There are many areas of the country that are frequently impacted by tornadoes and other severe weather. In those parts of the country many people rely heavily on tornado sirens to alert them to immediate danger. But there are some important things about tornado sirens that you may not know. For example, sirens have a specific purpose, and many people either don’t know or misunderstand the reason they’re there. The vast misconception is that you can count on outdoor sirens to alert you when you are indoors, especially at night. That is not their design. Below is what you need to know!
Tips You Should Know
- Did you know that sirens are only designed to be heard while you are outside? Many people rely on them as a warning system wherever they are but don’t realize that they likely will not hear them indoors.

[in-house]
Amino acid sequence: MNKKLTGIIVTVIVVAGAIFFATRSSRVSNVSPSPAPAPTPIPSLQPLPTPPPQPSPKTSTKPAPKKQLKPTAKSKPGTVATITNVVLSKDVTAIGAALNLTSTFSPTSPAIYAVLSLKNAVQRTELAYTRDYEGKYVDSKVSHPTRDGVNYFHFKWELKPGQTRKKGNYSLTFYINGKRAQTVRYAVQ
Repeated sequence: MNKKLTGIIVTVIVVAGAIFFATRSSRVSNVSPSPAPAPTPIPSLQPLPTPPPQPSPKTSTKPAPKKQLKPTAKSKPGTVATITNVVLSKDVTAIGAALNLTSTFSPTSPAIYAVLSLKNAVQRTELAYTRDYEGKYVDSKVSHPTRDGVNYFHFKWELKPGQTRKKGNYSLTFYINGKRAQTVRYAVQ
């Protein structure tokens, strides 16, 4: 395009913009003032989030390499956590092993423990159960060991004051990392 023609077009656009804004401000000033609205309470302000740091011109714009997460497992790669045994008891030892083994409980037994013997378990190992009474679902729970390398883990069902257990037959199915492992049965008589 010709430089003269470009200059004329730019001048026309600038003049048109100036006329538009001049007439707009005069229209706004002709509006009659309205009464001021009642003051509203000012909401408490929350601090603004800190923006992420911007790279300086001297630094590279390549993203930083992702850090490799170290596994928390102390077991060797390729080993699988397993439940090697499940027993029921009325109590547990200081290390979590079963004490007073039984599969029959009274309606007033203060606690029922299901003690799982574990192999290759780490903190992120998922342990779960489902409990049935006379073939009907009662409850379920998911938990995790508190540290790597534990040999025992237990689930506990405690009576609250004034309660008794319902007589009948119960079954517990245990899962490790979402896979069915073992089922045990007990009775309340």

- There is no nationwide requirement for tornado sirens. The National Weather Service issues watches and warnings but it is up to the local governments to have a community readiness system in place for their citizens.
- Tornado sirens only have an audible footprint of one to two miles, meaning that you have to be within that, in any direction, of the siren to be able to hear it. Keeping that in mind, during the rain and hail that comes along with many severe storms, it becomes even harder to hear a siren at a distance. Wind speed and direction will also affect that sound range.
- They are not precise. Almost all tornado sirens are set to sound for any county-wide tornado warning instead of for storm-specific warnings which means that often times when they are sounding you are not in immediate danger.
Tornado sirens are a valuable tool in helping to keep the publicsafe but they should not be the only way that you get warned about dangerous weather. WeatherCall suggests numerous layers of protection against severe thunderstorms including our storm specific products, NOAA weather radios for a heads up, and a television tuned to your nearest television news station that takes severe weather coverage seriously.